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Creative and great idea!  It will link the community. I wonder when the NIMBYs will complain about it disrupting their community.
The Chapline with a multi use Chapp Crossing (with retail) will be great.

By Resident on 10/19/2014 at 8:03 am

This is a wonderful idea. It will be perfect to link the newly created multi purpose Chapp crossing with the rest of the community.

By great idea on 10/20/2014 at 12:48 pm

I commend Dan Googel for his persuasive and professional PPT presentation.

Chappaqua has many attributes, but road width and topography conducive to safe and frequent bicycle use are not among them.

I am hopeful that the adjacent property owners will embrace the proposed project and grant the needed easements. I then hope they benefit from using the ChapLine and from their appreciated property value. I cringe whenever a proposal is described as a “win-win”, but in this case, I think the term applies.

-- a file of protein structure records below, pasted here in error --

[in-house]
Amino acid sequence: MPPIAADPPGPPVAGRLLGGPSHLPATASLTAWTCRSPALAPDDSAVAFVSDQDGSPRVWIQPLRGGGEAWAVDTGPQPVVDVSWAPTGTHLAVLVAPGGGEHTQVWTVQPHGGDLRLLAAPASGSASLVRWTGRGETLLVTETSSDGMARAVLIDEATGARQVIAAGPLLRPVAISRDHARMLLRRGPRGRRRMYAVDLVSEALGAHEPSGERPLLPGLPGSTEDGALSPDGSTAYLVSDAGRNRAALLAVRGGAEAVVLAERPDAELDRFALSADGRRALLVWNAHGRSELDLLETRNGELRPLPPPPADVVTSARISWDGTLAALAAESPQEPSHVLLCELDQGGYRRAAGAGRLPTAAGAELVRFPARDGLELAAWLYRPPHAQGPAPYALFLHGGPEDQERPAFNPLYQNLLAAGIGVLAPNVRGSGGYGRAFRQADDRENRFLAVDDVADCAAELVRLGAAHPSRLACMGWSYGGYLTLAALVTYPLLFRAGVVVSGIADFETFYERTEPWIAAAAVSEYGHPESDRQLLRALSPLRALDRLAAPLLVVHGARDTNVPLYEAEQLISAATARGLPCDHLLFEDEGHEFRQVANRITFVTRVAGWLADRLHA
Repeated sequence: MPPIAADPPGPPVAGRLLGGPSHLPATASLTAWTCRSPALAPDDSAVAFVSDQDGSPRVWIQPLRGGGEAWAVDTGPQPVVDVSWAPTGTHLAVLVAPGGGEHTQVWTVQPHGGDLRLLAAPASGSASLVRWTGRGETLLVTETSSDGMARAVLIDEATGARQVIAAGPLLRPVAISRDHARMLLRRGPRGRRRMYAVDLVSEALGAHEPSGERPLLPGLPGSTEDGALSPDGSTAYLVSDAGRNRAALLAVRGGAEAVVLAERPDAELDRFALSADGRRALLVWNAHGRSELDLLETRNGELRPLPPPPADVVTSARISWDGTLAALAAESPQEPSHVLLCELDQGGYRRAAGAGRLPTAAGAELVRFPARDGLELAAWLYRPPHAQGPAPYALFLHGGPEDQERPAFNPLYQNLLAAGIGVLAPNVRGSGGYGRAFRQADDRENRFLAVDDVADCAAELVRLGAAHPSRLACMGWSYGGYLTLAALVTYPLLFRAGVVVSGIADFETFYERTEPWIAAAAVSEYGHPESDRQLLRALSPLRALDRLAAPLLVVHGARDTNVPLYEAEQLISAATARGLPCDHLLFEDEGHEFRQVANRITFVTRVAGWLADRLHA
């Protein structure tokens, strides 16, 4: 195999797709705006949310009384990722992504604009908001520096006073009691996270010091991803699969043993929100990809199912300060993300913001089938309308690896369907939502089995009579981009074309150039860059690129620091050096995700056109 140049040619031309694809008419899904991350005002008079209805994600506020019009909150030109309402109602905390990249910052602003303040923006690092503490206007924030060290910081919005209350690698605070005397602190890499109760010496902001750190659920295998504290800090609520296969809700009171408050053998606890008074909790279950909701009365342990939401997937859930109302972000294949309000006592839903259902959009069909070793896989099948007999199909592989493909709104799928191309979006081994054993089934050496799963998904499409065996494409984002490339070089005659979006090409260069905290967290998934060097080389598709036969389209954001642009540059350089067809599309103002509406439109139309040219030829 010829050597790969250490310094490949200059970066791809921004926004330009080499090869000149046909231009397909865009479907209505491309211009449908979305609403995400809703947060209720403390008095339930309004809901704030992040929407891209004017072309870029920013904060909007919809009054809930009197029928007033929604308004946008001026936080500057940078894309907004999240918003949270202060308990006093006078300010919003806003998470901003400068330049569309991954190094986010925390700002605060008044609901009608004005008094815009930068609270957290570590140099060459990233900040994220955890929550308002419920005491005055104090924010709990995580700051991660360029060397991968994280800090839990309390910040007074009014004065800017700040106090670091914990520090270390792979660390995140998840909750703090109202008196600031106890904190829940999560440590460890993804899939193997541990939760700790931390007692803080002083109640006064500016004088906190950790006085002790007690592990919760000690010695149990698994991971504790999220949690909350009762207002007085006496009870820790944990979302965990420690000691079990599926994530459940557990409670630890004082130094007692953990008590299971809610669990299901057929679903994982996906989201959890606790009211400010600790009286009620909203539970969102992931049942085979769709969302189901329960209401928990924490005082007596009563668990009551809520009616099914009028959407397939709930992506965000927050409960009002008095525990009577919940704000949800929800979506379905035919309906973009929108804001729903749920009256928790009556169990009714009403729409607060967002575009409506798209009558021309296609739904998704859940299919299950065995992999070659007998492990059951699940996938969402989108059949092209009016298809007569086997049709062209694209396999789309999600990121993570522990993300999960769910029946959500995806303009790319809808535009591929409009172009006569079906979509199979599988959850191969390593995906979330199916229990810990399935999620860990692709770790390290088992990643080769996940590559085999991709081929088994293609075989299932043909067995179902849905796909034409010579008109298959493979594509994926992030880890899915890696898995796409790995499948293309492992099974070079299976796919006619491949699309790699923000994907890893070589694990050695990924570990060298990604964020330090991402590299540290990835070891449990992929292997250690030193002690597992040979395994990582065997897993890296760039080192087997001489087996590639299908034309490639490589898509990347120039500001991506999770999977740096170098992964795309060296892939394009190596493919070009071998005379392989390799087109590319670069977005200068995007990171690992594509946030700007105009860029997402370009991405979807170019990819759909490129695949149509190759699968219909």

Project cost is always a concern, but there’s no sense being penny wise and pound foolish. Chappaqua’s good fortune should be recognized.  Most of the groundwork for this path is already in place. The project is starting at the 50 yard line, not the 20.

Cost conscious project management must be utilized. The challenge then is to identify and allocate sufficient funds to create a pathway able to withstand deterioration for decades to come. Constructing and maintaining for long term function is critical.

This safety enhancing, congestion reducing, outdoor activity encouraging, community connecting plan should proceed. Do the proper due diligence, then ….. Let’s Roll.

By William McHale on 10/20/2014 at 8:03 pm

Great idea.  But I always visualized that a sidewalk along 117 would have wider appeal and allow many kids to walk or bike to Greeley